Updated: Aug 18
The challenges for children who have poor language and communication skills are often heightened by emotional struggles and difficulties with regulating their behaviour.
So, what do we know about these things?
How important is it that children are ‘diagnosed’? And if so, what difference does that make to what support they need?
What about children who are not diagnosed? Do they have a problem or not? If there is a threshold for receiving a diagnosis for DLD or ASD, what does it mean if they don’t make the diagnosis, but they still struggle?
Should we be more willing to recognise that ‘disorders’ are often not stand alone and that how children present is unique.
Emerging data suggests that more likely than not, each is us will have elements of our brain structure that may result in ‘difference’.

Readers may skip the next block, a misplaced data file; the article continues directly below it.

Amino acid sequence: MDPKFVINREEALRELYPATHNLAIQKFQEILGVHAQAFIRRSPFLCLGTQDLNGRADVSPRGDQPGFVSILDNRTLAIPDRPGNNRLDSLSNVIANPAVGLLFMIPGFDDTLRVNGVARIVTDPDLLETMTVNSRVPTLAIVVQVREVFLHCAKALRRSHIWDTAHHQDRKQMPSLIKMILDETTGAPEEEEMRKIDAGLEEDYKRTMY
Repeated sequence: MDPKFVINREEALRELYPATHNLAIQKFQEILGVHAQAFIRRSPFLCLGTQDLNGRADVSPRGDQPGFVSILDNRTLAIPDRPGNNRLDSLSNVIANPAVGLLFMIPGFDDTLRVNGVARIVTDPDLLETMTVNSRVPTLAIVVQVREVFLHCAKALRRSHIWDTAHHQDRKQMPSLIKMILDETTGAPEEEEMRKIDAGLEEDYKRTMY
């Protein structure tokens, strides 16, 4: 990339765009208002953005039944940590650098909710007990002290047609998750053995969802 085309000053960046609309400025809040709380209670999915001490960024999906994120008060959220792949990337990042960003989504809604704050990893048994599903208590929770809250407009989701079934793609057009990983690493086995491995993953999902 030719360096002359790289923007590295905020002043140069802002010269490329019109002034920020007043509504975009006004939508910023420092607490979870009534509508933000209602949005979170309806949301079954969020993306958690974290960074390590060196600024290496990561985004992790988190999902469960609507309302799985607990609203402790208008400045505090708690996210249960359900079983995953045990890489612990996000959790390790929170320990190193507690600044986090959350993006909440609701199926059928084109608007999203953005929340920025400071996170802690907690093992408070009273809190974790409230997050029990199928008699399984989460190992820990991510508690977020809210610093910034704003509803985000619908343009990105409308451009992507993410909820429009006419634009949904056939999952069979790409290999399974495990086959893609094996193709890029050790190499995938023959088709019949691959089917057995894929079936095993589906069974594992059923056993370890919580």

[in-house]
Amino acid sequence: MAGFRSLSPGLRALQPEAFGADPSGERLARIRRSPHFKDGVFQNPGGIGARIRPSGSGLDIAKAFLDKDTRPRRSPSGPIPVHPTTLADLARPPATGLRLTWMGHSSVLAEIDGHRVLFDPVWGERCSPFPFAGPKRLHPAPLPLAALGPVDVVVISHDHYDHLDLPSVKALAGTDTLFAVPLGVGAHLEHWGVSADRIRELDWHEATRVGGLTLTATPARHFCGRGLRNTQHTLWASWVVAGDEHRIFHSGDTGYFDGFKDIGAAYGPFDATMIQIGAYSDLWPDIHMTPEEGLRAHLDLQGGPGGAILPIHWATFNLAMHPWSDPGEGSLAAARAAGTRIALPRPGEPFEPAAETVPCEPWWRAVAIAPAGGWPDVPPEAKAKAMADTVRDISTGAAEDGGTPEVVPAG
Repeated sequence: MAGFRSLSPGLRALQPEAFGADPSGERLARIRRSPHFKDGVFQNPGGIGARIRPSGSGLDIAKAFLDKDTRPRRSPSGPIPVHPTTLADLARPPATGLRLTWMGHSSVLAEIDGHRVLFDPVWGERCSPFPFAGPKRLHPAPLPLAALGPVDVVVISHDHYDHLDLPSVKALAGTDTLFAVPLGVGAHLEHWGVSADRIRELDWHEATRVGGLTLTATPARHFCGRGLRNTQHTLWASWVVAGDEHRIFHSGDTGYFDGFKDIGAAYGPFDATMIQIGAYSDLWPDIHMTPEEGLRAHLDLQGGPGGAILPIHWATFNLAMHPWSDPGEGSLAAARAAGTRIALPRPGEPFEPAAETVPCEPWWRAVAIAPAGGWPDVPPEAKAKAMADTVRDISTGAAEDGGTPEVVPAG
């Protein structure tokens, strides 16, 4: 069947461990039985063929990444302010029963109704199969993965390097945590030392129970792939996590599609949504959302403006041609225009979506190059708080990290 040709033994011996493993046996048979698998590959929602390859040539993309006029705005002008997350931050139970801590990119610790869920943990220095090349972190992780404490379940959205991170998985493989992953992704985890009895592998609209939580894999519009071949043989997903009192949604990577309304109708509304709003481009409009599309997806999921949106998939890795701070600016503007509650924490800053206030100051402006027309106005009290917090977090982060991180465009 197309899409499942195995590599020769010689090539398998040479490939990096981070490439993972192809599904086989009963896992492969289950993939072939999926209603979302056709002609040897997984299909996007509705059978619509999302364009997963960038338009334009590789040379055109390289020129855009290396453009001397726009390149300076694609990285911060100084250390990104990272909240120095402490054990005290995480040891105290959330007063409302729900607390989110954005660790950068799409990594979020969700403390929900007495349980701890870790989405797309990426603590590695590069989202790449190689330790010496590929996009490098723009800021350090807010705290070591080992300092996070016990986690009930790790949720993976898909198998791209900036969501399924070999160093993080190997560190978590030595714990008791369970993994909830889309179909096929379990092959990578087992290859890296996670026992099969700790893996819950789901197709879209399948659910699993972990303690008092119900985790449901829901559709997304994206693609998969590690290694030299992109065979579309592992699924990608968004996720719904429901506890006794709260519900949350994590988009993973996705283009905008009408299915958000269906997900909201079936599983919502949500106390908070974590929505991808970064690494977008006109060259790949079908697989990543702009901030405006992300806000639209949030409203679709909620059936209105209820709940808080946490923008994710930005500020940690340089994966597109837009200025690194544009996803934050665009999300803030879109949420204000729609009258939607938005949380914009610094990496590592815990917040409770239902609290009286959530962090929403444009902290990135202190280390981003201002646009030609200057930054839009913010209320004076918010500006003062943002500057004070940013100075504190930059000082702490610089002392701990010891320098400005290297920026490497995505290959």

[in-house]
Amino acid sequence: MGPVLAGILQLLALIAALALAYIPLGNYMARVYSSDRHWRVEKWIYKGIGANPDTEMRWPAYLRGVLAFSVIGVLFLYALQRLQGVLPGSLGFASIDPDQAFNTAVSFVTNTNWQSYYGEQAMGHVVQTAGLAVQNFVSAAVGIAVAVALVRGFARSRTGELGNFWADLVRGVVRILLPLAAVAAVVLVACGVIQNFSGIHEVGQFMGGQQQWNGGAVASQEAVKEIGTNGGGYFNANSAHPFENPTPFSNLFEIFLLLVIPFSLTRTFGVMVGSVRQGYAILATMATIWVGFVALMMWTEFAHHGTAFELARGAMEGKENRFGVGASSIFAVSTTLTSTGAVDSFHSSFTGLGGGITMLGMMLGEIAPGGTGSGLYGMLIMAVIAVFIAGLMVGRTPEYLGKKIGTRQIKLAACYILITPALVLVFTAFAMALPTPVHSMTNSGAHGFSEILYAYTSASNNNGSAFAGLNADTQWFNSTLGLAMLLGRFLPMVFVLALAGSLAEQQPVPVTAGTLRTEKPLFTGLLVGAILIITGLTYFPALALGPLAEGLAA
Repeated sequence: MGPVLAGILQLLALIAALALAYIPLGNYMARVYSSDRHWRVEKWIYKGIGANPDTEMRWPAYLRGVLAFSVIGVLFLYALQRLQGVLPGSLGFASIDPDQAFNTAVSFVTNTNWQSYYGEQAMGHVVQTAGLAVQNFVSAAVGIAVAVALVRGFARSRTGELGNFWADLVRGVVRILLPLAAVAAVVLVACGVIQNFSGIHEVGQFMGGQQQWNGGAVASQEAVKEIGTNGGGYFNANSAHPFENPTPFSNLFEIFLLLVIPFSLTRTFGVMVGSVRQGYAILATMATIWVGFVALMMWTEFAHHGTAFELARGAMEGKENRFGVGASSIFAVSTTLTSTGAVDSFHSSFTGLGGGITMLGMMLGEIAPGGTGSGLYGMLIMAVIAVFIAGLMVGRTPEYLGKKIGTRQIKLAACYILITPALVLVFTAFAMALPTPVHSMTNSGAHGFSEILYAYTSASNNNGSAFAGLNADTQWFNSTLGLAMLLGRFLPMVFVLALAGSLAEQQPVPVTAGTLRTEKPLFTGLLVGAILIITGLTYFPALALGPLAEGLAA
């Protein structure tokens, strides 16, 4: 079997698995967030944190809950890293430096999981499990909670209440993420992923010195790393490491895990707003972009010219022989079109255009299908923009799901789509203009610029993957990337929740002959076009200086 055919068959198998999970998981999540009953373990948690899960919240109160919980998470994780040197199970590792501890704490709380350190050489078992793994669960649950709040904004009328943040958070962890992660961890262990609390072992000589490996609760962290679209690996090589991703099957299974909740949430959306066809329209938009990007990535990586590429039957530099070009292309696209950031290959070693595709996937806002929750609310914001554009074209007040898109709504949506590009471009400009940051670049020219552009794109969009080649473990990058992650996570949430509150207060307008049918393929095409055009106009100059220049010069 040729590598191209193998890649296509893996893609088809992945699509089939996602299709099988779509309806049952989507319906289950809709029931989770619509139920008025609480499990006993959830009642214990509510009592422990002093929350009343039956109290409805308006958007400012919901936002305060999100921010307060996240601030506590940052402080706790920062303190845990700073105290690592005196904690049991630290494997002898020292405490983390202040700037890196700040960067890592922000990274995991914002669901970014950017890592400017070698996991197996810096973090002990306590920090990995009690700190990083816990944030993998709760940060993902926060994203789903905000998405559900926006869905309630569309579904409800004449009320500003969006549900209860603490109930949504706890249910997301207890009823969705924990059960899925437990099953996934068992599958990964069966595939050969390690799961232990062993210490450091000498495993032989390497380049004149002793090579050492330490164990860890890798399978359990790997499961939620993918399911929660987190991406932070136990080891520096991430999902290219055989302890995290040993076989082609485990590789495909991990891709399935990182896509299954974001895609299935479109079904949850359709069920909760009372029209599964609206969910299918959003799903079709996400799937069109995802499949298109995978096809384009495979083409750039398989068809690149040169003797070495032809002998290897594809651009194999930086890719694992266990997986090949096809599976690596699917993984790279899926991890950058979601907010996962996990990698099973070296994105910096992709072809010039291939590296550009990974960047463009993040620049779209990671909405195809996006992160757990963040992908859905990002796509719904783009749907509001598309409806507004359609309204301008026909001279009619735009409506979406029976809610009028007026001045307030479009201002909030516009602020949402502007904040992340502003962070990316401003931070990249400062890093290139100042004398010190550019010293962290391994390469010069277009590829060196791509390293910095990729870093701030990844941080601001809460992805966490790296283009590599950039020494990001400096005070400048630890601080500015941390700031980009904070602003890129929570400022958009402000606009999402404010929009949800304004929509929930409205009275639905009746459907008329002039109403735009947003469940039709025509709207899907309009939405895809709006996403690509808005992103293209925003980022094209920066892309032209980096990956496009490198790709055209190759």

Is it more helpful to convey the message that brain difference is evident in us all. There is a tendency to think about a typical brain and a non-typical one – one which someone diagnosed with autism might be referred to as having.
Regardless of the ‘difference’ we should value that and focus on how that individual brain works and adapt our supports to optimise the ways in which we can help overcome identified challenges.
Data shows us that once learning and thinking differences are embraced confidence is built, compassion and empathy increase between people, communities are more connected and social structures embrace and understand diversity. Makes the world a far better and fairer place!
We are running workshops in the new year if you are interested in hearing a bit more about what new research tells us and how to better understand and support your child. Register your interest.